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DaShawn Hickman Sacred Steel ft. Charlie Hunter
Blues-gospel meets bluegrass and Americana with pedal steel ft. Charlie Hunter on bass
“Pedal steel is the main instrument in the church I grew up in,” says DaShawn Hickman. “Where most churches have organs that lead their services, ours are led by pedal steel.”
One of the foremost contemporary practitioners of Sacred Steel, a blues-gospel tradition dating back to the Pentecostal-Holiness churches of the 1930s, Hickman grew up not only hearing the pedal steel in the tiny House of God church his family attended in Mt. Airy, North Carolina, but also listening to his mother play lap steel in their home.
Hickman picked up the instrument at the age of 5, when his mother put it down to concentrate on ministering, and by the age of 12 his local reputation as a pedal steel player was such that he was regularly asked to play at other area churches.
Now, Hickman puts his own spin on the Sacred Steel tradition with a beautiful, funky and supremely uplifting new seven-song album.
Produced by Charlie Hunter (who also plays bass on the recordings), and featuring the soulful vocals of Hickman’s wife Wendy on several tracks, the forthcoming album shines a welcome spotlight on Hickman’s pedal steel brilliance, allowing the instrument’s considerable sonic and emotional range to be experienced in full.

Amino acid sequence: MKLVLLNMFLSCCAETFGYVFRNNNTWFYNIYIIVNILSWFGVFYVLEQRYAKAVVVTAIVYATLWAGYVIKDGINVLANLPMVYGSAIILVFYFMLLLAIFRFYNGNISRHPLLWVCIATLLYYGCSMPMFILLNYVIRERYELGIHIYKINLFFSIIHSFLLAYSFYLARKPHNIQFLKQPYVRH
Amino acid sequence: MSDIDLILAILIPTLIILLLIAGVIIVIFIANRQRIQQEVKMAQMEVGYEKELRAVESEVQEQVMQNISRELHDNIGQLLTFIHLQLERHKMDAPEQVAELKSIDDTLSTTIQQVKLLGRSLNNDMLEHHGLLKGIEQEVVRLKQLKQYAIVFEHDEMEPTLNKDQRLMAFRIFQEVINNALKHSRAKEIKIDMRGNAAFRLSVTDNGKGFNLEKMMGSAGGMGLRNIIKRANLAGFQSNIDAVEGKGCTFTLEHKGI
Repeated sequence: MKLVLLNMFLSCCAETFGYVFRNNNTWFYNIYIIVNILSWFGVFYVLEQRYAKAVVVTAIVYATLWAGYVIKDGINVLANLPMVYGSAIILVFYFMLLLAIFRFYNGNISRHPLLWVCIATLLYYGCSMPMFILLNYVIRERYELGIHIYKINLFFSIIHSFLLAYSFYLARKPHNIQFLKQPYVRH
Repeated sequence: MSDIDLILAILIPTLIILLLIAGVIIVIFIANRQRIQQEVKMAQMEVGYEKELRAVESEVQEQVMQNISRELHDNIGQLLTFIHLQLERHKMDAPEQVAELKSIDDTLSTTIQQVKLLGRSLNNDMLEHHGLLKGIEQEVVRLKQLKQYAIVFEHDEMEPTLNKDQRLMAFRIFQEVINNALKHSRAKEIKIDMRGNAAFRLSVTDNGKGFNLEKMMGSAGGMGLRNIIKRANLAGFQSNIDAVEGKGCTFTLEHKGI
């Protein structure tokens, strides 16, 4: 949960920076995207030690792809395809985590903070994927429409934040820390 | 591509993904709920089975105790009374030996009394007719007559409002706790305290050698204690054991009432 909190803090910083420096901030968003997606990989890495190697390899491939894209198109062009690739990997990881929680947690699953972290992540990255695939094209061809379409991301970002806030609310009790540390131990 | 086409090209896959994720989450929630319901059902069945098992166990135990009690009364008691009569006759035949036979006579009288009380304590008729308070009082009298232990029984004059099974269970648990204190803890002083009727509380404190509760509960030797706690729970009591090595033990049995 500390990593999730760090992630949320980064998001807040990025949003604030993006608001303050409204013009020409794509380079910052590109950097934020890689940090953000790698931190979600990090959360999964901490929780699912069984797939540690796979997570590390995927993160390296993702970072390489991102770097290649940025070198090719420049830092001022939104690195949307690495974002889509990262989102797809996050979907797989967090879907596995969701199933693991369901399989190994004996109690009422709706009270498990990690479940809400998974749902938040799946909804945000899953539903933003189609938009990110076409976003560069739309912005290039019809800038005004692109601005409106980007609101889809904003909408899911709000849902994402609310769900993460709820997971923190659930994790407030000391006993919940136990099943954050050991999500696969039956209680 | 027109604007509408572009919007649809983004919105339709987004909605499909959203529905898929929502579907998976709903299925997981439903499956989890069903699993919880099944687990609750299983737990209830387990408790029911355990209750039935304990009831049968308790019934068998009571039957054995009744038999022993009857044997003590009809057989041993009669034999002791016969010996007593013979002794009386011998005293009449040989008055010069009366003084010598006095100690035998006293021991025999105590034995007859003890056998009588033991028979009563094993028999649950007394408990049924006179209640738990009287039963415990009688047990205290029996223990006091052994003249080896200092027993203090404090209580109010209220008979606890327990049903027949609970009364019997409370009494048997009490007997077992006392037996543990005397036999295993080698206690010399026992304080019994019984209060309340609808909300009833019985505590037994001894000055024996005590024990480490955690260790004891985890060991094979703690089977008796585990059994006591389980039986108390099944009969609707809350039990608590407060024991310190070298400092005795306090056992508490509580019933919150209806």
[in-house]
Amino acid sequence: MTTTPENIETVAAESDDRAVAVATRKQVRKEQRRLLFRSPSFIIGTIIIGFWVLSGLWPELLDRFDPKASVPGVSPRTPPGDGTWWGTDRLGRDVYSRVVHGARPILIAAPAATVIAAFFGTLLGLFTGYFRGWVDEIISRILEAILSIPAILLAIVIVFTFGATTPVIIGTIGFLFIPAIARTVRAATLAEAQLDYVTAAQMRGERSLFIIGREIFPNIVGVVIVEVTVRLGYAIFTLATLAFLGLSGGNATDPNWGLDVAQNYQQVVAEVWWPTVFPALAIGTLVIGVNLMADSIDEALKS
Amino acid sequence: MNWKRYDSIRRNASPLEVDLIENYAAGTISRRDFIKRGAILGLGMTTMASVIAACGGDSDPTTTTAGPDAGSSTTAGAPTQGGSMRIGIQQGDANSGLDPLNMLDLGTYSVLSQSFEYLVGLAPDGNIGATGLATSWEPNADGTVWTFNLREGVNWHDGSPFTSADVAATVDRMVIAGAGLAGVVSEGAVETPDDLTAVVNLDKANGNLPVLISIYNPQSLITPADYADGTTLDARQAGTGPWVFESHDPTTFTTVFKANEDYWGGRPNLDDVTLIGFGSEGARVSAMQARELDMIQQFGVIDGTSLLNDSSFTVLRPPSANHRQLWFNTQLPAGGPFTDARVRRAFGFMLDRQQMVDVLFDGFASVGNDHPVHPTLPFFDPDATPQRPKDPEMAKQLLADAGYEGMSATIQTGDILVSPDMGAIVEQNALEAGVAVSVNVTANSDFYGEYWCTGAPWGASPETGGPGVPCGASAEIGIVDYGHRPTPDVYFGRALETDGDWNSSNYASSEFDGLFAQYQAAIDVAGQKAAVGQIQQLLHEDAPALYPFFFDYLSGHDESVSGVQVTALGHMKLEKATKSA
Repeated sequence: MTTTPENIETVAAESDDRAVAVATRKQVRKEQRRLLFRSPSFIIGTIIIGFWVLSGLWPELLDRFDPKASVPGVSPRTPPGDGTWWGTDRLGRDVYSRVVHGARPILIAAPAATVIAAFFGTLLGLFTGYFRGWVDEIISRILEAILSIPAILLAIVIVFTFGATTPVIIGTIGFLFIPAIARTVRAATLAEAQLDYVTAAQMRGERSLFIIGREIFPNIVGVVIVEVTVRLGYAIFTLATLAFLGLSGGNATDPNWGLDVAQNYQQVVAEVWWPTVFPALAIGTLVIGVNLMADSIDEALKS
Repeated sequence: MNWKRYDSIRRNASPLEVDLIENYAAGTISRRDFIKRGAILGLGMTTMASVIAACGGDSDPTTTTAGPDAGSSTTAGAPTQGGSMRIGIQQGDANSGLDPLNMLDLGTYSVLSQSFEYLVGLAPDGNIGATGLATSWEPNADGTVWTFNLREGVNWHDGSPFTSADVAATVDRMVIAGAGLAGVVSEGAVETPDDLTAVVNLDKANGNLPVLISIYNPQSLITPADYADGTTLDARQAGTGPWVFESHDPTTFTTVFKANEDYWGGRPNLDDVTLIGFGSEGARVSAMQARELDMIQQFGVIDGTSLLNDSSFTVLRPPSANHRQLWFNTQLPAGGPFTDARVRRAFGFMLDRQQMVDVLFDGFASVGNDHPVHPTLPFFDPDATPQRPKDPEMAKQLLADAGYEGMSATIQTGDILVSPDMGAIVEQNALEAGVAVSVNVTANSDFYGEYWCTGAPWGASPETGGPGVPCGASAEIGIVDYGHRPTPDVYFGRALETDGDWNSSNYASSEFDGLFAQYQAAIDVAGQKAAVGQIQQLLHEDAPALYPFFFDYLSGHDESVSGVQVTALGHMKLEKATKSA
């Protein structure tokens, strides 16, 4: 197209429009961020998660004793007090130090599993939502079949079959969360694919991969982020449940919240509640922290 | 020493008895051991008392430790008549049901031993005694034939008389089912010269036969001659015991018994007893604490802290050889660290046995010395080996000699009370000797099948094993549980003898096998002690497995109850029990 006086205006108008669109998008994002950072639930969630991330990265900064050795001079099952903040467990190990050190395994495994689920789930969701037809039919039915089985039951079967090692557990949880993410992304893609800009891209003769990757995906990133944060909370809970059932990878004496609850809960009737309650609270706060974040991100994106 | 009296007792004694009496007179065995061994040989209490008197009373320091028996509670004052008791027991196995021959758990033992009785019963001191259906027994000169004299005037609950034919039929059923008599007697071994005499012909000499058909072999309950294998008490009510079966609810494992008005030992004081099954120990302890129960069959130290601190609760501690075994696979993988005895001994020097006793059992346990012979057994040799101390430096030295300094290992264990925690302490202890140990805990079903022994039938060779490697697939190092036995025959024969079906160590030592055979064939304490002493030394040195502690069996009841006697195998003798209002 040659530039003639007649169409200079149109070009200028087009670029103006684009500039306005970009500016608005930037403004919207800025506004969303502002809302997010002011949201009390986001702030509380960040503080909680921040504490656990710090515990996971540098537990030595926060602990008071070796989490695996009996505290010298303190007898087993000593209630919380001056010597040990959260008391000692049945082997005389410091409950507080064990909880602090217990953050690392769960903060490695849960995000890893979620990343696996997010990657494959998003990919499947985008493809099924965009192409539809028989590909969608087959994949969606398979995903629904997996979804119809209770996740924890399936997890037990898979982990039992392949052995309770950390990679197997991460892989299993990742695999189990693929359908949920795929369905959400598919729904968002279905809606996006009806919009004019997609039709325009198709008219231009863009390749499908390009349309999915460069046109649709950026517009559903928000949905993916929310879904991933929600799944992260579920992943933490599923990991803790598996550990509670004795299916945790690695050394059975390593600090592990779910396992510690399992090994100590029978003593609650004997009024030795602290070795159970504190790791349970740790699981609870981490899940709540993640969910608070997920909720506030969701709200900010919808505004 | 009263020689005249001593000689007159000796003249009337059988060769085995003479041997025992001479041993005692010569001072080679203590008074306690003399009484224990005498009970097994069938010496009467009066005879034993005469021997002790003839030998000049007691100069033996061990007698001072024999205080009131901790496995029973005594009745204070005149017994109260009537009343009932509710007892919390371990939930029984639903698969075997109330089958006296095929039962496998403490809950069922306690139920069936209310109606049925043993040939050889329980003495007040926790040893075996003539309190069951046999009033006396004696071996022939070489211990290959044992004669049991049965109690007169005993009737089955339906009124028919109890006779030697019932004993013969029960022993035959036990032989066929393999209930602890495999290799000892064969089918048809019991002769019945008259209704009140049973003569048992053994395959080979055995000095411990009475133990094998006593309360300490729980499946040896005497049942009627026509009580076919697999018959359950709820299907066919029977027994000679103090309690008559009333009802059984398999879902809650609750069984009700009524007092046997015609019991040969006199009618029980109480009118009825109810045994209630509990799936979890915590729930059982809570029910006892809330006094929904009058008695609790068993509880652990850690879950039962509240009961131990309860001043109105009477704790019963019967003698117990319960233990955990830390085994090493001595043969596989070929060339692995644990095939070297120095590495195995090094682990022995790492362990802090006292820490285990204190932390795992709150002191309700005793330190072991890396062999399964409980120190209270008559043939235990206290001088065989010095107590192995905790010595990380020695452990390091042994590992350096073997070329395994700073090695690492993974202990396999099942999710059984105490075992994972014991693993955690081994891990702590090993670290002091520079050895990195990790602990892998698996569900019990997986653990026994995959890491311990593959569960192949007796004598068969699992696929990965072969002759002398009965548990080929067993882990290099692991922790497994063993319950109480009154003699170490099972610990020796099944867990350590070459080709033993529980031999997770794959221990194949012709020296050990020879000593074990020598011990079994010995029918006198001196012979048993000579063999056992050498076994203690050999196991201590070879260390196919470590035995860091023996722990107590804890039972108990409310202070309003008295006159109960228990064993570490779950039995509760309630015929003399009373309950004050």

“Sacred Steel can be so bombastic, with heavy gospel-y drums and lots of other loud instruments, that you lose a lot of the beauty of the pedal steel,” Hunter explains. “It’s kind of like with vibes—when you hear people playing vibes alone, it’s astonishing how it just takes over; but the second the band starts playing, you lose so much of it. So I wanted this record to be really about the steel guitar having that entire area to itself.”
Though the musicians had only played one gig together prior to entering the studio, the sessions went smoothly, thanks in part to engineer Benjy Johnson’s understanding of how to record Hickman’s pedal steel so as to fully do it justice.
Though it began as an experiment, Hickman says he sees the new record as an indicator of where he’s now heading musically. “Maybe I’ll be incorporating some other things into it, but this is definitely a direction that I plan on going. I feel like it’s more roots music; it really takes it back, especially with the African drums. You can’t get any closer to your roots than African drums,” he laughs.
“What we’re doing can be labeled many things; it doesn’t have to just be gospel. My wife and I both grew up playing and singing in the church, but since we’ve been doing this now together for about the past three years, we’ve got into the bluegrass side of things and the Americana side of things, as well…
“We just want to spread love and joy to people,” he continues. “That’s our mission, me and my wife both. We love what we do, and we just want to take it out and let other people experience it, and be heard in the right manner.”
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